On the first Tuesday of each month, Dave Dean from Too Many Adapters is here giving you great tips and advice on travel tech and gear. When you first start out traveling, knowing what technology to bring can be tricky. Will lugging a laptop around enrich your experiences, or hinder them? Dave weighs the pros and cons in this month’s column.
“Should I bring a laptop, tablet or smartphone?” It’s a question I’m often asked — and for good reason. There are pros and cons to each device and, with overlapping features, picking the one that’s right can be confusing.
There are a lot of issues to think about with each device: size, weight, costs, insurance, and security. Striking the right balance between them all isn’t easy, but it is possible. As a tech guy, I carry a lot of devices (and a lot of chargers) but for those not obsessed with every new device on the market, you only need one device — you want to keep it simple on the road. Here are the pros and cons of carrying a smartphone, laptop, or tablet with you on the road, as well as product suggestions!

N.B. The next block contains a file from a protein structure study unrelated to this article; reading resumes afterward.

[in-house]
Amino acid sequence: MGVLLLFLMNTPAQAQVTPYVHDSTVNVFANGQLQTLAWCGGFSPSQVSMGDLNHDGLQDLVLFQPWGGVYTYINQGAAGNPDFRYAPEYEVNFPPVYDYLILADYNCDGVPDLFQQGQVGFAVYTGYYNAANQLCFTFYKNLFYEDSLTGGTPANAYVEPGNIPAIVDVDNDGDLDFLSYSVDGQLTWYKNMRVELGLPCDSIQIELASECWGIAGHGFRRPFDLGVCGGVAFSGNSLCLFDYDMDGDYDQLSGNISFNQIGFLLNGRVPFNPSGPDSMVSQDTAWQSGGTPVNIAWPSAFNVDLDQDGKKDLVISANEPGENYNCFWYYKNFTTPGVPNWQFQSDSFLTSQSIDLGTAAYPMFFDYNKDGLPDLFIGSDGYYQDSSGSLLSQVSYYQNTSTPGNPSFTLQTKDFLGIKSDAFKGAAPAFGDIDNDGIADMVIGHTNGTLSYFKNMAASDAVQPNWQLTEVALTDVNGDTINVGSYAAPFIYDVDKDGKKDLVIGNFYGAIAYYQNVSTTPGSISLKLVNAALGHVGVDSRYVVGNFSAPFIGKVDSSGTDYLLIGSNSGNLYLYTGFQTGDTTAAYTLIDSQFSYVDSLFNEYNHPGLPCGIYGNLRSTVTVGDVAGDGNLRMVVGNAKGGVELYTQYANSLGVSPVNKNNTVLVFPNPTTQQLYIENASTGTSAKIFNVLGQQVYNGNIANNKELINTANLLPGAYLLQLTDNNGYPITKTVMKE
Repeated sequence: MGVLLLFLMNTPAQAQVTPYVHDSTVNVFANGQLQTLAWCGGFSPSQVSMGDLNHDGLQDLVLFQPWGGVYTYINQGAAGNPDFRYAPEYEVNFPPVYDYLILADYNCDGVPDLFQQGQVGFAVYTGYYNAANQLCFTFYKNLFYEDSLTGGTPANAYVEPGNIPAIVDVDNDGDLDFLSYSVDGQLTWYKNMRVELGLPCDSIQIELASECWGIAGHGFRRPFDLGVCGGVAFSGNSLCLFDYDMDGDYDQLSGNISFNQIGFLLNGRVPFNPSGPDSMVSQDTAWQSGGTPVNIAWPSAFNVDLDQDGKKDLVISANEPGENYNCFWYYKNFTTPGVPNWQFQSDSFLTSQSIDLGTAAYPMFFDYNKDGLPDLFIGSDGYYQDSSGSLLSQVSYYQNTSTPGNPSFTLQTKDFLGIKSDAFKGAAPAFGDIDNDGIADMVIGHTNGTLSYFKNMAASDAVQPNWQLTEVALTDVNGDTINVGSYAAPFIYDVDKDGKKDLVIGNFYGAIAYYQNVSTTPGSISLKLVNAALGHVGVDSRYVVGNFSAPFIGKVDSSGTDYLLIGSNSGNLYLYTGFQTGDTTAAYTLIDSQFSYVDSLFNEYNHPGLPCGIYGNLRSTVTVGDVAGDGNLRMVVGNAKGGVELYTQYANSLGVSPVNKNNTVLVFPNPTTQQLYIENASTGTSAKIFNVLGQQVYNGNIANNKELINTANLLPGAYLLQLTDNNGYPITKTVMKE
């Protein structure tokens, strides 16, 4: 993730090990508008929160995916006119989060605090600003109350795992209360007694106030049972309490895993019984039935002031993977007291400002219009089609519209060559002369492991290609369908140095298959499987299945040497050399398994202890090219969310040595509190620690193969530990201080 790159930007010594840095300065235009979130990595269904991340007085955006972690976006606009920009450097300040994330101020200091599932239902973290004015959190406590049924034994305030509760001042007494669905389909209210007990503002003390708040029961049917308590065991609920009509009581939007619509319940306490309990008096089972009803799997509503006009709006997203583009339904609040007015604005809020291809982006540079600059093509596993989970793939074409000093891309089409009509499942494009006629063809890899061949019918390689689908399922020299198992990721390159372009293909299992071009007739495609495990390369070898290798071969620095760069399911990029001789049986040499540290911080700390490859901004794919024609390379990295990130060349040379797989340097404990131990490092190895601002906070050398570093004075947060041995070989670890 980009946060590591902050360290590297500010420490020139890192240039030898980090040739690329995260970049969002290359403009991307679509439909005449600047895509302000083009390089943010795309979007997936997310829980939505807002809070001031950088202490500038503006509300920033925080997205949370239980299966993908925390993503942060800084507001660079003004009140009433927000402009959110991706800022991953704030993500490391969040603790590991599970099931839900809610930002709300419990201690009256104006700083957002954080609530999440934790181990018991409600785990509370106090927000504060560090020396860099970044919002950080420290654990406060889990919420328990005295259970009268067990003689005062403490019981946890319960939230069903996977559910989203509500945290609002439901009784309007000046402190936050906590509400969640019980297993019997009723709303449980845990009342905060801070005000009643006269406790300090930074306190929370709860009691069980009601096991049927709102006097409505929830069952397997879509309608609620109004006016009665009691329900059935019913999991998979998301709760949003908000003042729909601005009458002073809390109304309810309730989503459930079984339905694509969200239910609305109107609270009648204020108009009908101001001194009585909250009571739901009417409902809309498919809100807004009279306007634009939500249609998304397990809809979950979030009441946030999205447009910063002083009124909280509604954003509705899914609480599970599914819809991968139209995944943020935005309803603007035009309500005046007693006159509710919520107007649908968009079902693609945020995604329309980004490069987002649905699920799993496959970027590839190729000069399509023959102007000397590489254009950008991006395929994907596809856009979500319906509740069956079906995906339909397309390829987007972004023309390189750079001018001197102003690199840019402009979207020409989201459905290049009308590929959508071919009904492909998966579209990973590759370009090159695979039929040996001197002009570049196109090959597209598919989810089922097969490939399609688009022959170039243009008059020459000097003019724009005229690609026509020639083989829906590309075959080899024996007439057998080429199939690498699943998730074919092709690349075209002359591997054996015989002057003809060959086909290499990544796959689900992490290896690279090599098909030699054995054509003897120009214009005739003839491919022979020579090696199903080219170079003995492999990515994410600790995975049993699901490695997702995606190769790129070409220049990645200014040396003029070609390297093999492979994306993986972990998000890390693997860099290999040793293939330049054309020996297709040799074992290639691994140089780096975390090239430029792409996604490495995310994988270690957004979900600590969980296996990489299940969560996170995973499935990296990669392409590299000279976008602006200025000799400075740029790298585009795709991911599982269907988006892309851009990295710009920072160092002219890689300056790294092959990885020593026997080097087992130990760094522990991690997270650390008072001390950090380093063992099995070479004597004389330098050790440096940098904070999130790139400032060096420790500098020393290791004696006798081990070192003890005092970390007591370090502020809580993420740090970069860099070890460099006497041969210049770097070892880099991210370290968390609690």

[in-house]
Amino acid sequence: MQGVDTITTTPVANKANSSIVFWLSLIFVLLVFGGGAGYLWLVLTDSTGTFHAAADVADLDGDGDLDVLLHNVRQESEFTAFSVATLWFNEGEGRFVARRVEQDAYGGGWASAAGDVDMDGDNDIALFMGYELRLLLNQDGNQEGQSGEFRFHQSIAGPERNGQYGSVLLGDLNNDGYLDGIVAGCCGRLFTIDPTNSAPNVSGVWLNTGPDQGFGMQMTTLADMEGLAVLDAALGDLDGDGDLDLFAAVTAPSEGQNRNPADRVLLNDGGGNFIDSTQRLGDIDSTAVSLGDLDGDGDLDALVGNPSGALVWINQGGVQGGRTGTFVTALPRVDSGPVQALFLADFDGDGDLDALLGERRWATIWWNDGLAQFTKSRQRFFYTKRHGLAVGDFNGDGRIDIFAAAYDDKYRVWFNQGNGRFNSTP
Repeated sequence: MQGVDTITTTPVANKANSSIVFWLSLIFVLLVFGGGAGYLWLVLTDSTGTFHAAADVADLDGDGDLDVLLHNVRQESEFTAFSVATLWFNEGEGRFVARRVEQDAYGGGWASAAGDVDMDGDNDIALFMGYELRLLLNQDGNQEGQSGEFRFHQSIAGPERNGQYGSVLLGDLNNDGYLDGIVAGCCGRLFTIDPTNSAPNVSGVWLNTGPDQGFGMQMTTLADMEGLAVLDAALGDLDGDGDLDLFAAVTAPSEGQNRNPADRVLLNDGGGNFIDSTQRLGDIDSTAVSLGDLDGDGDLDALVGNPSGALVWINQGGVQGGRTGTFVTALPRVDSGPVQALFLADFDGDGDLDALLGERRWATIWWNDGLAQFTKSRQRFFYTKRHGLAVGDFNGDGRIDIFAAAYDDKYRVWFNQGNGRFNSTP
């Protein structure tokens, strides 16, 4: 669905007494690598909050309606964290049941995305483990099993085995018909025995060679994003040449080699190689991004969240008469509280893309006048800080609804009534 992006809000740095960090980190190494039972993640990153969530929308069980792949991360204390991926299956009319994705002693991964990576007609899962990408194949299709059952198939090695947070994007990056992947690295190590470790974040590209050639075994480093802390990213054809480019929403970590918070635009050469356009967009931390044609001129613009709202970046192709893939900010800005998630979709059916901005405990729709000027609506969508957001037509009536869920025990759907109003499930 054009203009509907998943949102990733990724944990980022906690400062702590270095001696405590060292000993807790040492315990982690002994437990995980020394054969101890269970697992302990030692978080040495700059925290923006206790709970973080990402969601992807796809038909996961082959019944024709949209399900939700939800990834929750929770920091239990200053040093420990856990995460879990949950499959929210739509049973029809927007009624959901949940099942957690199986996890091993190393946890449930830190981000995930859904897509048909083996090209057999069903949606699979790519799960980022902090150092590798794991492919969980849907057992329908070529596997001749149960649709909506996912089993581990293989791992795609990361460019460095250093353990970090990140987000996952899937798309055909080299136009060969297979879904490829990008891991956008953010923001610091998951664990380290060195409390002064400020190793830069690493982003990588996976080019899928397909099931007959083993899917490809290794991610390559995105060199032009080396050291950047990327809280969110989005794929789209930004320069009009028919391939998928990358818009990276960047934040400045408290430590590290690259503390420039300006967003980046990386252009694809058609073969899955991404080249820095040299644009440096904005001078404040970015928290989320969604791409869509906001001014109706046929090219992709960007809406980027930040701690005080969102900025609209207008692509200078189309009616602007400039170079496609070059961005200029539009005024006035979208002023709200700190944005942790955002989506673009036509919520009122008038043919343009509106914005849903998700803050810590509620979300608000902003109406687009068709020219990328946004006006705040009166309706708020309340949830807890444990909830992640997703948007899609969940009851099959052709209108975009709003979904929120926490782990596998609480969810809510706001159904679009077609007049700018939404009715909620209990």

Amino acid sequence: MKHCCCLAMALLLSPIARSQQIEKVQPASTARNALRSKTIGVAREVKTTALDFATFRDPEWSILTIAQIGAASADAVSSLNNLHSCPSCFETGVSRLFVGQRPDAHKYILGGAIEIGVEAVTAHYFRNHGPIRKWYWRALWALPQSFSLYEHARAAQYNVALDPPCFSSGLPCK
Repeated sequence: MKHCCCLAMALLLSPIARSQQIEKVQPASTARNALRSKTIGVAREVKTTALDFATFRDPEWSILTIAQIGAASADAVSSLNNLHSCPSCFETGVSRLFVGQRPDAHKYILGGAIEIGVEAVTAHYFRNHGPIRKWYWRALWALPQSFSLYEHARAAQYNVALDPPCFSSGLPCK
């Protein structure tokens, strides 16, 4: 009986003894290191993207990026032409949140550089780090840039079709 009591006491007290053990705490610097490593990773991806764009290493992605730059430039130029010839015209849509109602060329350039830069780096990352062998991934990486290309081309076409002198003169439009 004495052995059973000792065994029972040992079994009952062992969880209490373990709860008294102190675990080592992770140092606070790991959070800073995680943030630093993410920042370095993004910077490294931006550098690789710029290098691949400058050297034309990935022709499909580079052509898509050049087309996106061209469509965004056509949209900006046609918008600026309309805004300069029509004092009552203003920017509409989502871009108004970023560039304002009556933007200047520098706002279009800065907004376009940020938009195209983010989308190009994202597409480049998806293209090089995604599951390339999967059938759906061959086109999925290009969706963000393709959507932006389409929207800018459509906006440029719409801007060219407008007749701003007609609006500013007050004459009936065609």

There are plenty of reasons to take a smartphone along on your trip — in fact, for travelers who aren’t trying to work from the road, it could be the only device they need. While rarely best at anything, smartphones are fine for many tasks that used to require separate gadgets. When you’re trying to reduce space, weight and cost, that’s a big benefit.
- They take the place of multiple devices. There’s no longer a need to pack a separate flashlight, map, calculator, music player, or alarm clock.
- It’s easy to get connected when you need to, even if you’re not using cell data. Cafés, airports, and train stations usually have Wi-Fi available, and in much of the world there’s always a McDonald’s or Starbucks nearby if you want bad burgers and coffee with your Facebook.
- There are hundreds of useful travel apps out there that work offline. Currency converters, translation tools, navigation helpers, guide books, itinerary trackers, and more can help make your travels easier.